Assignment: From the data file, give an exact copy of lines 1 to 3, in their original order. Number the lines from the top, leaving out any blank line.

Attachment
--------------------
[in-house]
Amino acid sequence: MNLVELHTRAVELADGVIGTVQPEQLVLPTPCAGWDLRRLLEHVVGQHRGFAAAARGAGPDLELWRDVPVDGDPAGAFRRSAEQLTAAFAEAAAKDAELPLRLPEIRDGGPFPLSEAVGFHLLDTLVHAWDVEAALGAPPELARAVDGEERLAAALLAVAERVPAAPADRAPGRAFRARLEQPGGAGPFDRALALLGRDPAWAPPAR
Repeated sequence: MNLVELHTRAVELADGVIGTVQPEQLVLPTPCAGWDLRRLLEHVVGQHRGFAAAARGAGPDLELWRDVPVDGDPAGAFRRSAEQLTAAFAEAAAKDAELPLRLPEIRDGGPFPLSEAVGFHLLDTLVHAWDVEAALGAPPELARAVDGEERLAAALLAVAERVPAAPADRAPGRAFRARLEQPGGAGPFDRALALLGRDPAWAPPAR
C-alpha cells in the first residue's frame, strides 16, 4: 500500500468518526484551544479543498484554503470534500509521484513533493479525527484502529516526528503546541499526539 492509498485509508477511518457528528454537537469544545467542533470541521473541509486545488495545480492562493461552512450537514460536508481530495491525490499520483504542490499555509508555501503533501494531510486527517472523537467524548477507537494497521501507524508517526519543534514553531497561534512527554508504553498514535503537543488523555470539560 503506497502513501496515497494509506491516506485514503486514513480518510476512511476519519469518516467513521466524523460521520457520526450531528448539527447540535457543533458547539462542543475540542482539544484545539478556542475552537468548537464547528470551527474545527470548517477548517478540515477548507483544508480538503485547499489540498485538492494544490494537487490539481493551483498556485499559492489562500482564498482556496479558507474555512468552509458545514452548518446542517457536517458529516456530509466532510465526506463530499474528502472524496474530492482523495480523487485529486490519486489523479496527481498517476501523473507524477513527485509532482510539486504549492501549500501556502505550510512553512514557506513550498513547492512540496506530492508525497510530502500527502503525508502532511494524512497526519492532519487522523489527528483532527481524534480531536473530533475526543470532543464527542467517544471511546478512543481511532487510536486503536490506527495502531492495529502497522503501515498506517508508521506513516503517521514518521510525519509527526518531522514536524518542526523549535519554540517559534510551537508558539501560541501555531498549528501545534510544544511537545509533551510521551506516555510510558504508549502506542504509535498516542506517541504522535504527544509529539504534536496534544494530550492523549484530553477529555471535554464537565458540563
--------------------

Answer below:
[in-house]
Amino acid sequence: MNLVELHTRAVELADGVIGTVQPEQLVLPTPCAGWDLRRLLEHVVGQHRGFAAAARGAGPDLELWRDVPVDGDPAGAFRRSAEQLTAAFAEAAAKDAELPLRLPEIRDGGPFPLSEAVGFHLLDTLVHAWDVEAALGAPPELARAVDGEERLAAALLAVAERVPAAPADRAPGRAFRARLEQPGGAGPFDRALALLGRDPAWAPPAR
Repeated sequence: MNLVELHTRAVELADGVIGTVQPEQLVLPTPCAGWDLRRLLEHVVGQHRGFAAAARGAGPDLELWRDVPVDGDPAGAFRRSAEQLTAAFAEAAAKDAELPLRLPEIRDGGPFPLSEAVGFHLLDTLVHAWDVEAALGAPPELARAVDGEERLAAALLAVAERVPAAPADRAPGRAFRARLEQPGGAGPFDRALALLGRDPAWAPPAR